The ideal type of exercise for bone health should be focused on resistance and/or weight-bearing exercises. Use opposing forces such as body weight, elastic bands, or fitness weights to strengthen the muscles and bones.
In addition to strengthening the bones, exercise is also important to improve muscles and balance. When your body is strong, it minimizes injury by reducing the risk of falling.
Healthy Life Habits for Strong Bones
Other lifestyle factors can affect the health of your bones. These choices are important in all ages of life. When you are proactive about healthy habits in the younger years, it helps to maintain good bone density for the later years of life.
Lifestyle recommendations for osteoporosis prevention include:
- Limit alcohol
- Don’t smoke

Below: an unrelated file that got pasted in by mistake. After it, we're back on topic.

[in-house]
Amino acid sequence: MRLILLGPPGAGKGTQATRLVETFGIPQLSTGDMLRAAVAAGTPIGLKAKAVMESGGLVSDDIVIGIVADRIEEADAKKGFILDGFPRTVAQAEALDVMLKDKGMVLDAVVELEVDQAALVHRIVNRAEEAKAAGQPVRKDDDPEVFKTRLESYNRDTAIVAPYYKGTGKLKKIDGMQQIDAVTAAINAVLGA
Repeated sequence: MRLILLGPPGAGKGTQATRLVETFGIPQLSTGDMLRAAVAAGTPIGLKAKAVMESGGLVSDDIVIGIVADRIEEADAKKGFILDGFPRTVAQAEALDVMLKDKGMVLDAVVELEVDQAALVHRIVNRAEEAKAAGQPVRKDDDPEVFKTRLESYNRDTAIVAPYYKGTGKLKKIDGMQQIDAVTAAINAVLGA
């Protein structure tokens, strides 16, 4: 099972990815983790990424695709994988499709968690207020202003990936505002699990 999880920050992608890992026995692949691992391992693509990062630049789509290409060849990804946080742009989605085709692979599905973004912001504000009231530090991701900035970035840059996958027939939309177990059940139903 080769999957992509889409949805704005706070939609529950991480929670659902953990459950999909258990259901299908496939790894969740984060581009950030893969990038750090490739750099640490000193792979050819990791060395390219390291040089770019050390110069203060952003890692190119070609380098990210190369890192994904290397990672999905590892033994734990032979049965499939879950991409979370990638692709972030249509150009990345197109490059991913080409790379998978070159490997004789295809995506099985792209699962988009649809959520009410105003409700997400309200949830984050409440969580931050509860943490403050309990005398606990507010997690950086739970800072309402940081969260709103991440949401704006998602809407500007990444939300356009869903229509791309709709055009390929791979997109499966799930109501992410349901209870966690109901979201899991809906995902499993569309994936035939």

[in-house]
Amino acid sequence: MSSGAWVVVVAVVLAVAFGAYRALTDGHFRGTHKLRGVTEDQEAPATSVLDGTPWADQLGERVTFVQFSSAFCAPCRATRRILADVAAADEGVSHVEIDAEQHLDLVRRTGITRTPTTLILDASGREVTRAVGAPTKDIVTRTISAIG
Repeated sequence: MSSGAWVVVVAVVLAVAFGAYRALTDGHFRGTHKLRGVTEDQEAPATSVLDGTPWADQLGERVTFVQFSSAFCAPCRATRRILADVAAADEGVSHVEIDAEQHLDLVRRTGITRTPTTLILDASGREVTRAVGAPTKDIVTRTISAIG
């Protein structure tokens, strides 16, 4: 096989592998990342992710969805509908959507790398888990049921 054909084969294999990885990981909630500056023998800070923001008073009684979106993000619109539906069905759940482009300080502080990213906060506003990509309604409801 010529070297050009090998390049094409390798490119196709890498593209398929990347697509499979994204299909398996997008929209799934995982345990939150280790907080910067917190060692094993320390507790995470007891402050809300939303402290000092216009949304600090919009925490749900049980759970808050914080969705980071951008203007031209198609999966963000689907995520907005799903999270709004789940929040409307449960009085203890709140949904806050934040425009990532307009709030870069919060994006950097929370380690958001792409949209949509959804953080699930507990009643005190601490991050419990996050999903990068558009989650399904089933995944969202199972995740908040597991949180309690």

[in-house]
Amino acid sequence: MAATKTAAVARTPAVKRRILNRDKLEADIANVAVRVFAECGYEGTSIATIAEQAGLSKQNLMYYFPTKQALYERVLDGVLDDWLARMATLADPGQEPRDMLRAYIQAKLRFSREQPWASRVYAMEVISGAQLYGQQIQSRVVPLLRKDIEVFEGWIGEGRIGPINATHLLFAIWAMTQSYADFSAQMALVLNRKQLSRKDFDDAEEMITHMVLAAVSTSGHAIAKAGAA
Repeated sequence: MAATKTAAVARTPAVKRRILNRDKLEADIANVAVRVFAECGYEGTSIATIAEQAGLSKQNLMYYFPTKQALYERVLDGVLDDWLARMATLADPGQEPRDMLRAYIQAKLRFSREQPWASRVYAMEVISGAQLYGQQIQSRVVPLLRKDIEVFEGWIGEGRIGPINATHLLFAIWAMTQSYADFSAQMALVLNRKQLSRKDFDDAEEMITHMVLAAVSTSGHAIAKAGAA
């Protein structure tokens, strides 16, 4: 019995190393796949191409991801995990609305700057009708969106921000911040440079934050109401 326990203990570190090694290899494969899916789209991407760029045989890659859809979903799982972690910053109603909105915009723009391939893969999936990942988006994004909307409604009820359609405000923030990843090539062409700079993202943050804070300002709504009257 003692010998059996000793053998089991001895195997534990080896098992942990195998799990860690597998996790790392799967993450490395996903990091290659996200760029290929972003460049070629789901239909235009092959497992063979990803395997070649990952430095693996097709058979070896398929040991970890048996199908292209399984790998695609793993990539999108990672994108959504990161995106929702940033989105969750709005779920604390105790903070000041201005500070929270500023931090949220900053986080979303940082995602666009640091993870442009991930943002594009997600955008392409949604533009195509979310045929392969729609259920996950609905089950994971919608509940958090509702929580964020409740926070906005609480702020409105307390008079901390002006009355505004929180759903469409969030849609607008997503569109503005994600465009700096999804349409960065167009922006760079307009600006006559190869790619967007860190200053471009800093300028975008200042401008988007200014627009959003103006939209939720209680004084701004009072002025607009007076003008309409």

- Maintain a healthy weight
- Hormone management
- Avoid soda consumption
Your orthopedic doctor can help you identify any other lifestyle factors that might be influencing your bone density.
Osteoporosis Treatment Options
If you have already been diagnosed with osteoporosis, then it’s time to talk to an orthopedic specialist about treatment options. Treatments can supplement your dietary improvement, exercise routine, and lifestyle changes,
Common osteoporosis treatments include:
- Medications: These prescriptions can be in the form of a weekly or monthly pill or IV infusions. Bisphosphonates are the most commonly prescribed type of osteoporosis medication.
- Hormone Therapy: This treatment is more commonly considered for menopausal women, although hormone therapy can also be used for younger women as well.
- Injury Treatment: When a person has osteoporosis, it increases the risk of bone fractures which require emergency treatment when they occur. Your orthopedic doctor can help with immediate treatments, so these injuries heal correctly.
Osteoporosis Diagnosis, Treatment, and Prevention
Healthy bones are critical for a thriving lifestyle, which is why it’s essential to work with a bone specialist if you have osteoporosis. At Orthopedic Associates, we help our patients with medical treatments and lifestyle changes to slow, reverse, or prevent the risk of osteoporosis.